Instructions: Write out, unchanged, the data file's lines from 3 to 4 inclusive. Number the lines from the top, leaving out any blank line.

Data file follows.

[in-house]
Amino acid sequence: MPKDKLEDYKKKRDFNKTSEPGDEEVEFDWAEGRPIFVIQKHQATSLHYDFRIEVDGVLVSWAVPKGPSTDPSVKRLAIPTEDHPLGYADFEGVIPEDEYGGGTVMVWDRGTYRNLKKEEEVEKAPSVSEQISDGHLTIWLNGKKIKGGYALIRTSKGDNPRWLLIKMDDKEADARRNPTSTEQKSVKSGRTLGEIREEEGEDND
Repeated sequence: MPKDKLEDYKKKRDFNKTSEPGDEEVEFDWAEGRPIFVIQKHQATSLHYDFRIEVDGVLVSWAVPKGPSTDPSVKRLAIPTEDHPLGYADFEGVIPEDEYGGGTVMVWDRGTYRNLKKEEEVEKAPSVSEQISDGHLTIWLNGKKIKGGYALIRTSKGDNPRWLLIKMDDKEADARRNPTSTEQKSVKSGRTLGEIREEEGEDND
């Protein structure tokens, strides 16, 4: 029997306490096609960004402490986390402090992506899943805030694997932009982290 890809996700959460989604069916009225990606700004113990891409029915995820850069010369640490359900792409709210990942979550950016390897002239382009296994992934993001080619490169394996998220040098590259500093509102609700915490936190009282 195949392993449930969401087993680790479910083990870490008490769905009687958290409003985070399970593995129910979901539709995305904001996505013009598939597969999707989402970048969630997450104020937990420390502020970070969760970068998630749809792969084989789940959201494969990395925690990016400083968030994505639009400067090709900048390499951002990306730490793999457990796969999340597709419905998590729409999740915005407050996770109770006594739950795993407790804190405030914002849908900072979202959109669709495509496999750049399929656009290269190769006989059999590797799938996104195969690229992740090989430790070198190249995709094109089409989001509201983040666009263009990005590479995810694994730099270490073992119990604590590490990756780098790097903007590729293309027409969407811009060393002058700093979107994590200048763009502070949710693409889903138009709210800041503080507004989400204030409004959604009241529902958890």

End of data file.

Repeated sequence: MPKDKLEDYKKKRDFNKTSEPGDEEVEFDWAEGRPIFVIQKHQATSLHYDFRIEVDGVLVSWAVPKGPSTDPSVKRLAIPTEDHPLGYADFEGVIPEDEYGGGTVMVWDRGTYRNLKKEEEVEKAPSVSEQISDGHLTIWLNGKKIKGGYALIRTSKGDNPRWLLIKMDDKEADARRNPTSTEQKSVKSGRTLGEIREEEGEDND
């Protein structure tokens, strides 16, 4: 029997306490096609960004402490986390402090992506899943805030694997932009982290 890809996700959460989604069916009225990606700004113990891409029915995820850069010369640490359900792409709210990942979550950016390897002239382009296994992934993001080619490169394996998220040098590259500093509102609700915490936190009282 195949392993449930969401087993680790479910083990870490008490769905009687958290409003985070399970593995129910979901539709995305904001996505013009598939597969999707989402970048969630997450104020937990420390502020970070969760970068998630749809792969084989789940959201494969990395925690990016400083968030994505639009400067090709900048390499951002990306730490793999457990796969999340597709419905998590729409999740915005407050996770109770006594739950795993407790804190405030914002849908900072979202959109669709495509496999750049399929656009290269190769006989059999590797799938996104195969690229992740090989430790070198190249995709094109089409989001509201983040666009263009990005590479995810694994730099270490073992119990604590590490990756780098790097903007590729293309027409969407811009060393002058700093979107994590200048763009502070949710693409889903138009709210800041503080507004989400204030409004959604009241529902958890």